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Real estate record and builders' guide: v. 45, no. 1139: January 11, 1890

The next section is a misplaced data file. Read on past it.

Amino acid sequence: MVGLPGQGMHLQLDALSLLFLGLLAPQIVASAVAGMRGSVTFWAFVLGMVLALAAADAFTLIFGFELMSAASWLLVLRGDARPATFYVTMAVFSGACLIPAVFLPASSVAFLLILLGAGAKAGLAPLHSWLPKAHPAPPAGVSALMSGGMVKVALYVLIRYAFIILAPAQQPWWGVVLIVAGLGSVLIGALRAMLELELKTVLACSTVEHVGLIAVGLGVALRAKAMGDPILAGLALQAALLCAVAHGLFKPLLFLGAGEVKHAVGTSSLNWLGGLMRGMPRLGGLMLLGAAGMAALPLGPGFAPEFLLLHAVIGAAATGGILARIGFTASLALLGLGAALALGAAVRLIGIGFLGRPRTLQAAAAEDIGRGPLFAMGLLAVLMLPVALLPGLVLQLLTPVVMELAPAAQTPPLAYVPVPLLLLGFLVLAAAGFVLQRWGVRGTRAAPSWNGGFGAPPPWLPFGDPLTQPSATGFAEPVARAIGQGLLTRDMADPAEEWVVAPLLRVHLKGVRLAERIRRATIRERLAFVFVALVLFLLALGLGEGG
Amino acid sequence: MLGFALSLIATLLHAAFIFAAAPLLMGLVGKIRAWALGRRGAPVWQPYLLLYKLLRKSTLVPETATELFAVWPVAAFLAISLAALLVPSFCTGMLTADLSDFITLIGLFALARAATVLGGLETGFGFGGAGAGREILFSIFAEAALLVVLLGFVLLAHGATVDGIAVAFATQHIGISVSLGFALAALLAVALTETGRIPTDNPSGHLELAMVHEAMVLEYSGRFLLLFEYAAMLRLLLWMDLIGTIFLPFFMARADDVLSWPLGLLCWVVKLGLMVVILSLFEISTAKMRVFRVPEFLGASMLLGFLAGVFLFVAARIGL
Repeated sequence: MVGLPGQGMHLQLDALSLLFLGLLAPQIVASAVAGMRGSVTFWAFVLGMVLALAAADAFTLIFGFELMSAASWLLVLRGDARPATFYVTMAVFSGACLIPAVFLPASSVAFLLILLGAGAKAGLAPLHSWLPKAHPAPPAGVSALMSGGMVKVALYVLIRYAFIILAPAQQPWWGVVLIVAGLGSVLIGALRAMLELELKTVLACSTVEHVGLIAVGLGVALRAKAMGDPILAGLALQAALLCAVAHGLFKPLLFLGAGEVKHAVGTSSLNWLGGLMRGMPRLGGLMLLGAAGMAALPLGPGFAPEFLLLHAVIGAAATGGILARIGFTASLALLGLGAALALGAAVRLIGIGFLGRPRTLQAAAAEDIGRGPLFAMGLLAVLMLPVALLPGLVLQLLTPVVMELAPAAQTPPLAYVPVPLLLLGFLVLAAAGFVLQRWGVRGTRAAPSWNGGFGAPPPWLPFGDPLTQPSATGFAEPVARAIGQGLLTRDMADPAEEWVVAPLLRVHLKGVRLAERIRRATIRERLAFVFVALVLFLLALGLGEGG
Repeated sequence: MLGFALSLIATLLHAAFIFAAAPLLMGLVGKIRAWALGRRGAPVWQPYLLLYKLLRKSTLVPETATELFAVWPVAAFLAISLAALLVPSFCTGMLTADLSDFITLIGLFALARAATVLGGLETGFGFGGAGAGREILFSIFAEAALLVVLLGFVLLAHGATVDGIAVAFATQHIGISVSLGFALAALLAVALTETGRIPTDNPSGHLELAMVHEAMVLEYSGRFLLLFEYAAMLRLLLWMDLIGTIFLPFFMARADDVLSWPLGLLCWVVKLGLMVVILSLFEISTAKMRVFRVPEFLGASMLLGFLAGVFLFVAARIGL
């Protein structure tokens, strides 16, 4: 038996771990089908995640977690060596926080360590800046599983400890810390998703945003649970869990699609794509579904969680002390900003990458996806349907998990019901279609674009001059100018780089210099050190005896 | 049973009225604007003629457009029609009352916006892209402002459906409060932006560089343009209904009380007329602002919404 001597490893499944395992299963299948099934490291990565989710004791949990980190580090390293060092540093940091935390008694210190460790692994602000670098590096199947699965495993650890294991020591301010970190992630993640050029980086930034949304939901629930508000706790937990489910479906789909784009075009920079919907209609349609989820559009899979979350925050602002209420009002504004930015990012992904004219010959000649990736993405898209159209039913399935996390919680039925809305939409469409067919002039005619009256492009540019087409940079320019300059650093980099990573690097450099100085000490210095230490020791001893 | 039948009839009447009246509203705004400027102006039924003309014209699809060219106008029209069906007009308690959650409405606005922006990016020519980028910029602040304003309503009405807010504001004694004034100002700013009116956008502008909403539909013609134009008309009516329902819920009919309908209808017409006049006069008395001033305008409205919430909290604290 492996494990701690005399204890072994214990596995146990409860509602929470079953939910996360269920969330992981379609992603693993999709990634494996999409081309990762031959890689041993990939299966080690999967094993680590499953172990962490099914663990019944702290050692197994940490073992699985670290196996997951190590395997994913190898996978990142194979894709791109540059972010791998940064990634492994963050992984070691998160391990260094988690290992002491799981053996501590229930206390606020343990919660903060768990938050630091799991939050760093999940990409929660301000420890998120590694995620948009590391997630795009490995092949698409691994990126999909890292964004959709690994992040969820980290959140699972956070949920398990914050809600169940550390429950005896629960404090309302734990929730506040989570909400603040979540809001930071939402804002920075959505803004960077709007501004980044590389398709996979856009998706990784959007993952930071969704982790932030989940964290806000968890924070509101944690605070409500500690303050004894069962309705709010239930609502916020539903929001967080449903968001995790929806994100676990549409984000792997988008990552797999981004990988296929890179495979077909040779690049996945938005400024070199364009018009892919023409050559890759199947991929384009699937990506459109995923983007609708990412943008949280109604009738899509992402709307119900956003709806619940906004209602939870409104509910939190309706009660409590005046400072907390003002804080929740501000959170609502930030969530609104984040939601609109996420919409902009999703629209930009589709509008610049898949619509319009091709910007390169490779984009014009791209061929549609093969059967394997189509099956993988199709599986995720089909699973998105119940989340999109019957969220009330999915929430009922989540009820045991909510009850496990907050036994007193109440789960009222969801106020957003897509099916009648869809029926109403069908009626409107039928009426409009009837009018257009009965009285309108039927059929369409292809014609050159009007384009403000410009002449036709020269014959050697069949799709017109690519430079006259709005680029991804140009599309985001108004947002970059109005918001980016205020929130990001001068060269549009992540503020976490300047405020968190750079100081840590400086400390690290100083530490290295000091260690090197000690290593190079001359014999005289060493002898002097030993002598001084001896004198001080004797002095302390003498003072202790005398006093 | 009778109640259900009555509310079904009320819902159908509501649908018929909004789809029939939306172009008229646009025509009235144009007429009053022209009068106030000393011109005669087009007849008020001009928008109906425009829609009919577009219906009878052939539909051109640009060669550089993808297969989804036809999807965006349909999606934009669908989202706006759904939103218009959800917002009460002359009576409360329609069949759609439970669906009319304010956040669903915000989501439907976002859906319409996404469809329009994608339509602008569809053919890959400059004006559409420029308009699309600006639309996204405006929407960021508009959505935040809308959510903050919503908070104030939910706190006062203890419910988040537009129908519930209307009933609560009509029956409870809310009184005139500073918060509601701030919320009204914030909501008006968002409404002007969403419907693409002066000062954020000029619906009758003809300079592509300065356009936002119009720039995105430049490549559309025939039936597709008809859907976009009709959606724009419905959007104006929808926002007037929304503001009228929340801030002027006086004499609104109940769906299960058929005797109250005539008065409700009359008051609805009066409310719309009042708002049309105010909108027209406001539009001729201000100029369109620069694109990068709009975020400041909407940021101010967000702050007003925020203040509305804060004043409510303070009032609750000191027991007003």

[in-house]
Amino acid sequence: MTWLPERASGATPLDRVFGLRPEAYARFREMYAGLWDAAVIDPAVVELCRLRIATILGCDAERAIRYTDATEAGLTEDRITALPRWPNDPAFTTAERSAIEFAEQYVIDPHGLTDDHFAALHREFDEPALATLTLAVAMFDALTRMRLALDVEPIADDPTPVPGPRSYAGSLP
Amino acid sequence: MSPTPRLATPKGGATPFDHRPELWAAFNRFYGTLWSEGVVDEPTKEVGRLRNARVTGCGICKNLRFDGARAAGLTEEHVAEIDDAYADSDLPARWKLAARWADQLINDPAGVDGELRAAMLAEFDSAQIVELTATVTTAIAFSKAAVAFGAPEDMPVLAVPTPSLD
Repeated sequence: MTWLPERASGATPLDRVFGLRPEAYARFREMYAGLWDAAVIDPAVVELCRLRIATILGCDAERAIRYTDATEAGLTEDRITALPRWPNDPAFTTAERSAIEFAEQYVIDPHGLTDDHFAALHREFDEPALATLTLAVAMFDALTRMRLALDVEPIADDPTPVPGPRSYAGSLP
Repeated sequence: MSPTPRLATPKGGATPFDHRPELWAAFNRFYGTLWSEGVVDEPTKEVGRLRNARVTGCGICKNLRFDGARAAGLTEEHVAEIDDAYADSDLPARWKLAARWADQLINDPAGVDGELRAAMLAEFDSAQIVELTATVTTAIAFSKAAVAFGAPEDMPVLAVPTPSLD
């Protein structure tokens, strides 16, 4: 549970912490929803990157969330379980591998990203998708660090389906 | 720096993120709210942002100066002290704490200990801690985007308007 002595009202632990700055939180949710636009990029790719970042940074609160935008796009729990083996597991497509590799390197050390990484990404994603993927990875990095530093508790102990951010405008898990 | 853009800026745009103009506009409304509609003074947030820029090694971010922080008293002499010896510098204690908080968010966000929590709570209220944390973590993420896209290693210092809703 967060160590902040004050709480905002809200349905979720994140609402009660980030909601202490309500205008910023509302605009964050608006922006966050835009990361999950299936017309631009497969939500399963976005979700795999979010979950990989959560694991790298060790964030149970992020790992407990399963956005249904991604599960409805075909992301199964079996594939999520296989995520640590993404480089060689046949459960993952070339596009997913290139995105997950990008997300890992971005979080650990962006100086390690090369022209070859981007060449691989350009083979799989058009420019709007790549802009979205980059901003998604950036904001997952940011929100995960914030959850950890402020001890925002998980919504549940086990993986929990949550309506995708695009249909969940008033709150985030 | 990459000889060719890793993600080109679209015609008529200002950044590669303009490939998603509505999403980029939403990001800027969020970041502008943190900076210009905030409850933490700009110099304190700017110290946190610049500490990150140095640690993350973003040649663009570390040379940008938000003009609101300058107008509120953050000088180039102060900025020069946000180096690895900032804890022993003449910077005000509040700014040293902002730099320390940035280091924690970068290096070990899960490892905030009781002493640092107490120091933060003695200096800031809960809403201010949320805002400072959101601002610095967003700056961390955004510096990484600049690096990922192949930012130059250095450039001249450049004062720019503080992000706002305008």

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January 11, 1890 Record and Guide. 31 •^ ^ ESTABUSHED ■^WARpHSl'i^ 1668. Dev&TED to f^L ESTME . BuiLDlf/G AjlcKlTECTJI^E .KoUSEHOU) DEBORAnod. BU5I^JEss ^^in Themes of General 1j^t£fi,es7 PRICE, PER VEAR IN ADTAIVCE, SIX DOLLARS Published every Saturday, TELEPHONE, - - JOHN 370. Sommunlcatlons should be addressed to C. W. SWEET, 191 Broadway. /. T. LINDSEY, Business Manager. Vol. XLV. JANUARY 11, 1890. No. 1,139. The Annual Numher of The Record and Guide, containing the Building Material Market Review for 1889 will he published next Saturday. In addition to the usual matter which has made this number indispensable to the building and mateHal trade, and all interested in real estate, it will contain a review of architecture in New York City during the year past, and Benner's prediction con¬ cerning the business world in 1890, which features insure this num¬ ber a large extra circulation among architects and investors gener¬ ally in WaU street and elsewhere. Advertisers who wish to reach users of building material and those engaged in buying, selling, leasing and lending on real estate shoidd avail themselves of the large circulation of this number. " Cop)," for advertisements can¬ not be received later than Tliv/rsday next, the \Mh inst. About the only Excliaage which has seen any marked activity or advance of prices during that small portion of 1890 which has elapsed is the Cotton Exchange. The prospect, apparently, of a large demand abroad, together with a continual and steady demand at home and the lai'ge crop have largely increased the activity and advanced the price of that material. The stock niarket has been depressed by the disturbance in the Coalers, which seem destined to hang over Wall street, just as the Grangers did last year, as lone as the present mild weather continues. Money has been easier, but that fact does not seem to have had much if any efifect on prices, probably because there ia not much feeling that the present state of affair's is permanent. Certainly after a rise in exchange of a point and-a half after the action of the directors of the Bank of England in increasing their rate of discount, and after their absolute refusal to sell gold bars for export to this country it is useless to look abroad for any help. But it is probable that before long we shall not need any. It may pretty safely be pre¬ dicted that after this last decline the sugar trust certificates have just about reached their bottom figure. The trust has undoubt¬ edly been doing a large business ; it has undoubtedly made money, and the actual value of the certificates cannot be much less than the present value. Even, however, if it is less, the certificates have a speculative value that ought to hold them at about their present figure. As a rule it is not until the second or third week in January that the new year of business in the real estate world fairly commences and it becomes possible to speak with some degree of certainty as to the " prospects." Very rarely has a new year opened more sat¬ isfactorily than the present one. During ibe past week the condi¬ tion of the market has greatly improved. Buyers for improved realty, especially for down-town property, have become numerous. The demand, is strong, and as will be seen by our reports in another column and by the recorded transfers, transactions are numerous aud at good prices. Residentisl propertj is in demand and some costly houses have been sold. As to renting, business has opened up well. ----------»_—_— The merit of the controversy between the Evening Post and Mr. Gilrny depends entii-ely upon the cost of laying a square yard of asphalt pavement. The Post estimates the cost at $1.75, and, so far as we know, the Commissioner of Public Works has not disputed the accuracy of the estimate, except, perhaps, by implica¬ tion in the statement he has made that the price paid by the Lon¬ don authorities is SS.25 a yard, against an average of $4.45 in New York. The comparison, however, is not a fair one, even if the -figures given are correct, for in London, as in most European cities, rock asphalt is the only kind used, and is considerably more expensive than the Trinidad asphalt which is to be laid down in New York. If the's figures are correct, or approximately so, unquestionably the contractors could (if they should choose to) forfeit the bond given to the city as security for keeping theii- work in good order for fifteen years, and yet make a sufficient, if not & handsome, profit on their contracts, leaving the future of the streets they have made to the care of the city. In other words, the bonds given to the city are valueless to secure per¬ formance of contract. In this matter it is not alleged that anyone is acting in bad faith. It happens that certain bonds are not suffi¬ cient for tbe purpose for which they were exacted. The Evening Post, if its figures are correct, has done the city a service, about which Mr. Gilroy shows a trifle too much sensitiveness. It is a good thing that the jjress should be watchful and critical before contracts have been cai'ried out and the city has parted with its money ; instead of, as is usual, after mischief has been done. If a mistake or miscalculation has been made in the Department of Public Works, it can, perhaps, be rectified ; if not, Mr. Gilroy is forewarned in the case of the contracts already given out, aud in those yet to be let he can see that the interests of the city are really and not apparently secured, ------------a------------ The deadlock as to the presidency of the Real Estate Exchange has been well ended by tbe election of Mr. George H. Scott. It is very fit that the position should be filled by one who is so well known in the real estate world, and who has given to the Exchange since its organization such valuable service as director, secretary and member of various committees. Mr. Scott knows well what the Exchange requires, and will bean excellent executive officer, and a matter that is of much importance, is capable of fitly rep¬ resenting on occasions of a public or semi-public character the institution over which he presides. ———•---------- It is inevitable that the annual message of the Mayor must be more or less of the nature of a twice told (ale. Rarely, if ever, is it the vehicle for the disclosure of any fads not already known in a general way by the public, for though nominally ifc is an address to the Common Council it is delivered solely for the public ear. In respect to any new information on municipal affairs, Mayor Grant's recent message differs in no wise from the messages of his predecessors. Everything that is said in it regarding the condition of the city's finances, the water supply, the street pave¬ ments, the street cleaning department, rapid transit, subways, and so forth was ah-eady well known even to those who give only casual attention to the management of the city in which they live. Despite this fact the Mayor's message is a straightforward, sensible and interesting document. It does credit to the Mayor, and we believe it is cn the whole a truthful statement of what his admin¬ istration has so far purposed and accomplished. True, the good points of his administration are at present more matters of prom¬ ise than of achievement, but this is not a fault at the beginning of a temi of office, ----------«------.— Tlie step toward a more general use of asphalt for street pave¬ ments is to be commended. The action of the Mayor in the street cleaning difficulty is also satisfactory, though much might be said in defense of Mr. Coleman. The problem, however, has now been reduced to the simplest terms. The Mayor says the streets shall be kept clean in spite of poor pavements, subway-making, and the dirty habits of citizens, and he has undertaken in the most public manner to find an official who will accomplish this feat. The task is a more difficult one than perhaps the Mayor realizes. Before we can have really clean streets we must have really good pavements, and citizens must be taught that the public thoroughfares are not to be used as " dumping grounds" for refuse. It is to be hoped that the Mayor will be more successful with his Raiiid Transit bill in Albany this year than last. It is haidly to beexpected, however The opposition to it from several quarters is strong, and to over¬ come it will need "considerations" of the most powerful nature. It is to be regretted that the Mayor has not adopted a broader policy in dealing with the Manhattan Company and its proposition to build a loop at the Battery and to construct a third track along its lines. This is the immediate and the only immediate solution or rather palliation of the rapid transit difficulty. The determina¬ tion of which the Mayor speaks to contest a part of the levy made upon the city by the State Board of Equalization (so called) is one that Justice demands aud all taxpayers will support. There is little doubt that the city is annually robbed under a system of legal¬ ized brigandage. The Mayor's statements about the future water supply of the city through the new aqueduct do not in all particu¬ lars square with the facts. It has been pretty conclusively shown that it is more ingenious than ingenuous to refer to the capacity of tbe aqueduct as the measure of what the water supply will be for many years to come. It is not "capacity" that isneeded in the third and fourth stories of up-town residences and in office buildings down town, but water. At present this has to be obtained at some expense by the aid of a pump, and probably will still have to be even after the new aqueduct is opened. If Mayor Grant should succeed during his term in giving us clean streets freefrom telegraph poles and a rapid transit act that will secure rapid transit, the city will be more indebted to him than to any other Mayor, He has a splendid opportunity to distinguish himself, ----------■---------- The certain detection of crime is a matter of quite as much im-